Dark Nordic Lullabies

Review of Bjorn Riis, LULLABIES IN A CAR CRASH (Karisma Records, 2014).  52 minutes.  Six songs: A New Day; Stay Calm; Disappear; Out of Reach; The Chase; Lullaby in a Car Crash.

From Karisma Records.
From Karisma Records.

Without a doubt, my favorite Porcupine Tree song is “Arriving Somewhere But Not Here.”  If you could take the best of that 12 minute song—its moodiness, its psychedelic atmosphere, its thundering bass and guitar, its surrealism—and expand it to 52 minutes in length, you’d have Riis’s solo album, LULLABIES IN A CAR CRASH.

Of course, you might also find yourself with a slightly less depressing version of Pink Floyd’s ANIMALS or THE FINAL CUT or a less religious and more nordic version of Talk Talk’s SPIRIT OF EDEN.

Whatever you’d have, you’d be listening to and holding something of intensity, struggle, and beauty.  LULLABIES couldn’t be any moodier, frankly.  In fact, if you’re feeling the holiday blues at all, don’t come near this album.  If, however, you’re in a good state of mind, in a darkened room, wearing your state-of-the-art headphones, and sipping a vodka-tonic, then you’re a blessed listener.  It won’t get better than this.

Indeed, this is the perfect early 1980s album, the type of album that you could (and probably will, even if you’re now in your 40s) listen to again and again and again, trying to immerse yourself in the very Riis-Hollis-Waters-Wilson atmosphere: thick, claustrophobic, and all-pervasive.

Bjorn Riis, having entered the Norse pantheon of prog deities.
Bjorn Riis, having entered the Norse pantheon of prog deities.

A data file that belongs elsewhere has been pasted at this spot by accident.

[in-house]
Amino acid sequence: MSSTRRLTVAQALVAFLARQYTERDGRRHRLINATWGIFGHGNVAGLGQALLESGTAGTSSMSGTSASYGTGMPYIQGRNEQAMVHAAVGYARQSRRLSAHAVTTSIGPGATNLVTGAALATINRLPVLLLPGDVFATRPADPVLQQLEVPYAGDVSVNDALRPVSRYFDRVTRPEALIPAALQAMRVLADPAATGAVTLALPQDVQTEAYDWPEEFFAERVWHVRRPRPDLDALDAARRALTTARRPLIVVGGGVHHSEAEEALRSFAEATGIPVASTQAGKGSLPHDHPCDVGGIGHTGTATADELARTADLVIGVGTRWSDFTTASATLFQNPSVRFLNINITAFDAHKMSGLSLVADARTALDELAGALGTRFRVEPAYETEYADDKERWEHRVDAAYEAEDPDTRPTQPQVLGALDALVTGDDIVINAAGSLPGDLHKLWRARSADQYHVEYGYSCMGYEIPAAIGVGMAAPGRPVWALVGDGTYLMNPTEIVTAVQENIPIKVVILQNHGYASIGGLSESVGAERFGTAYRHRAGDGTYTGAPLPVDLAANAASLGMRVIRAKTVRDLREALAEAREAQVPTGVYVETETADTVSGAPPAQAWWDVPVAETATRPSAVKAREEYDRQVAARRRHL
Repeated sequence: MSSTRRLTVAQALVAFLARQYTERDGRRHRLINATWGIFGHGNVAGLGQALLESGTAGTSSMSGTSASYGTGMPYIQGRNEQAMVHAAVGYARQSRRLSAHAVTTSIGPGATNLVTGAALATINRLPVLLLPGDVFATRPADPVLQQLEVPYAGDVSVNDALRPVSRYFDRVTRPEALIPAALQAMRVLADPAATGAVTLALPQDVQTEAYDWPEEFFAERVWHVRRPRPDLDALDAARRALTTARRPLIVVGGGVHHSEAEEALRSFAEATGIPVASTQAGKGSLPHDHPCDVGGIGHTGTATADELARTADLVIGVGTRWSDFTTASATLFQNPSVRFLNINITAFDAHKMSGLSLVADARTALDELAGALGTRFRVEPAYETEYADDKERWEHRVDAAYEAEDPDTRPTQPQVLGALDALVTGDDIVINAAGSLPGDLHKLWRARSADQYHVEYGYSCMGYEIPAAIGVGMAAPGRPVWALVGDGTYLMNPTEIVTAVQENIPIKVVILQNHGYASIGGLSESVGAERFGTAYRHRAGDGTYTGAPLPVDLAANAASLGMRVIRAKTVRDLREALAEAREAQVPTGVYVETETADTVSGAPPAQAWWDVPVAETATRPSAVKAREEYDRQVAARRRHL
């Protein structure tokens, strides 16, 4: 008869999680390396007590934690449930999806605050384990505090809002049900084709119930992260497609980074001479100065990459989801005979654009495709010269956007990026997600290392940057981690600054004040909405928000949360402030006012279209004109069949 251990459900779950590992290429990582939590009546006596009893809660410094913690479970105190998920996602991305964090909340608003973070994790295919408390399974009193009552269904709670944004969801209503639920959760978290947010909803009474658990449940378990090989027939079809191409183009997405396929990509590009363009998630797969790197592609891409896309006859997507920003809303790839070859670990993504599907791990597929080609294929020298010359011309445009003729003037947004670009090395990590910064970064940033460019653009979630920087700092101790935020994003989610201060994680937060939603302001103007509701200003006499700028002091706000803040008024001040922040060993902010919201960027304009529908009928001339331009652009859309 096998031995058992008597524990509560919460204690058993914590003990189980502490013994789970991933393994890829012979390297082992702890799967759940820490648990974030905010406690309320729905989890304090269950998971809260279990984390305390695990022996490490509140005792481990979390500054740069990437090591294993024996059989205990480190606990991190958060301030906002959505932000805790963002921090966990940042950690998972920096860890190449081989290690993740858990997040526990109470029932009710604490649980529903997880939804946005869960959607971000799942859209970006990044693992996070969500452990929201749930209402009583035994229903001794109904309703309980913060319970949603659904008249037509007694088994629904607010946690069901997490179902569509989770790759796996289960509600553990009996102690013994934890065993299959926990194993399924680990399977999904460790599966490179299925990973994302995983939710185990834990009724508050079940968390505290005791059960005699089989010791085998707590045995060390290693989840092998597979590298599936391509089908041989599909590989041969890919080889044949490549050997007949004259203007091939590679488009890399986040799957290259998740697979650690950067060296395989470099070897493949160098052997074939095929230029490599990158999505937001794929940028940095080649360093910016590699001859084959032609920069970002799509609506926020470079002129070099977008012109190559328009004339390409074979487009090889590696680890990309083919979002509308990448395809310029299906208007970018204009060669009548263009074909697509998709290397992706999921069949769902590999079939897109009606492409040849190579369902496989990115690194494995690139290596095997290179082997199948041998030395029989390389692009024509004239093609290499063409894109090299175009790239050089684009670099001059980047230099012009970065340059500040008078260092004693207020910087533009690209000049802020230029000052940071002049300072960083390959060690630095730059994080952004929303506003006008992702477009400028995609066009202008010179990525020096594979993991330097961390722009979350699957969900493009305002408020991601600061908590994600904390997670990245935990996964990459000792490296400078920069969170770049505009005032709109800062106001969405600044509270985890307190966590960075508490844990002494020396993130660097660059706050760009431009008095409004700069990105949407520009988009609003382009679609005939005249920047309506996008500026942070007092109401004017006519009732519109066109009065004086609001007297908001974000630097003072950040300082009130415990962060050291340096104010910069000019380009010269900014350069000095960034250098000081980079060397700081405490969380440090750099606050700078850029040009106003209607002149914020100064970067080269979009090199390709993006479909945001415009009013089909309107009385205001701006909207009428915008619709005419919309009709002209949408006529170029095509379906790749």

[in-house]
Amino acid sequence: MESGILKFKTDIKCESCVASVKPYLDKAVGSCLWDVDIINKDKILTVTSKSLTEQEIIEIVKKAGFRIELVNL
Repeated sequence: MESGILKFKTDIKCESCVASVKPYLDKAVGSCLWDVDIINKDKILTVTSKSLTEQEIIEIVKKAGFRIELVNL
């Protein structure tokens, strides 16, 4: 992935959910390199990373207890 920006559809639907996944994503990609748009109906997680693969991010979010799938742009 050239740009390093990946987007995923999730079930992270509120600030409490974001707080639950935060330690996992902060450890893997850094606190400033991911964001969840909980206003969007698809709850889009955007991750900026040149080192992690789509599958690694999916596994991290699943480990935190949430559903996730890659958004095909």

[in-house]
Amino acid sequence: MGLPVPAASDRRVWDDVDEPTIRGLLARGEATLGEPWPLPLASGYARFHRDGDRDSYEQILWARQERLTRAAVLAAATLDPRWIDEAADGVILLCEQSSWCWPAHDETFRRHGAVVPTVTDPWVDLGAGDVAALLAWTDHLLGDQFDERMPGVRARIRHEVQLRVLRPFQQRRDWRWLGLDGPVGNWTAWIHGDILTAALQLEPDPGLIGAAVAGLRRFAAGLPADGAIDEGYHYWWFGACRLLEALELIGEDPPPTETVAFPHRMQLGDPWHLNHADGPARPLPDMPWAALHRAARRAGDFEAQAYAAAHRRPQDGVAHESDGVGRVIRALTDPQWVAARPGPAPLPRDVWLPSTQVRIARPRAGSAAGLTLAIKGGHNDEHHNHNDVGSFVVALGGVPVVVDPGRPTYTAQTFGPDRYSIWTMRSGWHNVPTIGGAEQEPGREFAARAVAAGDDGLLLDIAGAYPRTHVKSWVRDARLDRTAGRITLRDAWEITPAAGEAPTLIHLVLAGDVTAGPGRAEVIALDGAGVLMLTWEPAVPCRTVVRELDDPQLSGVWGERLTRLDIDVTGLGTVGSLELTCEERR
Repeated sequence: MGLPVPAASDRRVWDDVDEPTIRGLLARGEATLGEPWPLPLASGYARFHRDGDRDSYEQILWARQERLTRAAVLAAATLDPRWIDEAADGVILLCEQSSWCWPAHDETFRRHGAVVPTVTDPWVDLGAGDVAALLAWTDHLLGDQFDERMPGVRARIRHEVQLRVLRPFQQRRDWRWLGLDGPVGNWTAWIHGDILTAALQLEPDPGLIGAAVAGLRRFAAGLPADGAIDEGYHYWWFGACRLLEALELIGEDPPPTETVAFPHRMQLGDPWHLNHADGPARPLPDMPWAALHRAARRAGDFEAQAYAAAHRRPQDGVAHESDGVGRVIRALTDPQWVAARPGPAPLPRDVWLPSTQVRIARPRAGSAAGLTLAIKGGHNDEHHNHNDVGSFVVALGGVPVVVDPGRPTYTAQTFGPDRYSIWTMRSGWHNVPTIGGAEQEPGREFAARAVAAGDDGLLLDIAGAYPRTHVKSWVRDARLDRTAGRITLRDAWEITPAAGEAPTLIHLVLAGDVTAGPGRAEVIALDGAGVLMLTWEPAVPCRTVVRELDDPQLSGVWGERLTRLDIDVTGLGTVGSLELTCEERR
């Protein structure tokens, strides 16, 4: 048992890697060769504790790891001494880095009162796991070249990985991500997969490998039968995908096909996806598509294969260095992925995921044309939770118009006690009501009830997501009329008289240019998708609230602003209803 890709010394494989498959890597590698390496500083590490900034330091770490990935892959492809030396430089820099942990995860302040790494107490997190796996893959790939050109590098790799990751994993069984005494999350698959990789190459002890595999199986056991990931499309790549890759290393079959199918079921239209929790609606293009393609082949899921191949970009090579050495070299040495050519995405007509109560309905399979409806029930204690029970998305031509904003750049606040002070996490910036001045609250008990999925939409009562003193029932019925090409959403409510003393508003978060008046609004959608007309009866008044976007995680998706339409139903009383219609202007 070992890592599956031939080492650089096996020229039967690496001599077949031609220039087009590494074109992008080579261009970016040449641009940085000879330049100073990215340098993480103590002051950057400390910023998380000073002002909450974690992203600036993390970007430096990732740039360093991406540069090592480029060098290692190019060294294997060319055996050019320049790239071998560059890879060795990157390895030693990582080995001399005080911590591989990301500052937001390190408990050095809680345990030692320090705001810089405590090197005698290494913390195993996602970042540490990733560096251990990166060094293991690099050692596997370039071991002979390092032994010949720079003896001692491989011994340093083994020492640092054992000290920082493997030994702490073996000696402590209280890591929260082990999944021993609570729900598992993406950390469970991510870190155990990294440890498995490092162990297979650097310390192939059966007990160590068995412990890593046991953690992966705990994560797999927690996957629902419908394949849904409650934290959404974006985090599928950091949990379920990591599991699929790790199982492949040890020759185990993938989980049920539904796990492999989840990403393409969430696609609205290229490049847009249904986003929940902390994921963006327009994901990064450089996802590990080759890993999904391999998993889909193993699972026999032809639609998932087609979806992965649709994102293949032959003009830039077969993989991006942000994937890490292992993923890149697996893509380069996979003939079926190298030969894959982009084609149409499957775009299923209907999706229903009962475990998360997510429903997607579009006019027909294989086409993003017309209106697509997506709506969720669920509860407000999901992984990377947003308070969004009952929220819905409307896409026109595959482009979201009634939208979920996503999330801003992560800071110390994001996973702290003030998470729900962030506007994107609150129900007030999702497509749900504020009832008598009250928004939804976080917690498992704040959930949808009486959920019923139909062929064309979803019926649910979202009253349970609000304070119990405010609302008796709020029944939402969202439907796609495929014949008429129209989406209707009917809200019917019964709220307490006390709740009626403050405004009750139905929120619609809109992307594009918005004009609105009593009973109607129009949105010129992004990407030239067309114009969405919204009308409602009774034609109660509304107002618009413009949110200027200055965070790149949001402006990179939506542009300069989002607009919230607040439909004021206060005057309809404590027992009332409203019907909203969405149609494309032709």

No one can avoid comparing Riis’s work here or with Airbag to Floyd and PT.  Yet, there’s something distinctively Riis-ian, too.  This is no mere cover band.  By no means.  In large part, Riis brings three critical things to each of his albums: 1) a haunting vocal style; 2) the uncanny ability to allow his music to flow, organically, as did Mark Hollis; and 3) an outrageously fine sense of audiophilia.

Of course, has there been a misfire from any Scandinavian prog release since Roine Stolt’s mind-bogglingly good THE FLOWER KING?  Not that I know of.

Riis ably follows in this noble tradition.

To learn more, visit Riis’s official site: http://www.bjornriis.com/about/

Thoughts?

Fill in your details below or click an icon to log in:

WordPress.com Logo

You are commenting using your WordPress.com account. Log Out /  Change )

Google photo

You are commenting using your Google account. Log Out /  Change )

Twitter picture

You are commenting using your Twitter account. Log Out /  Change )

Facebook photo

You are commenting using your Facebook account. Log Out /  Change )

Connecting to %s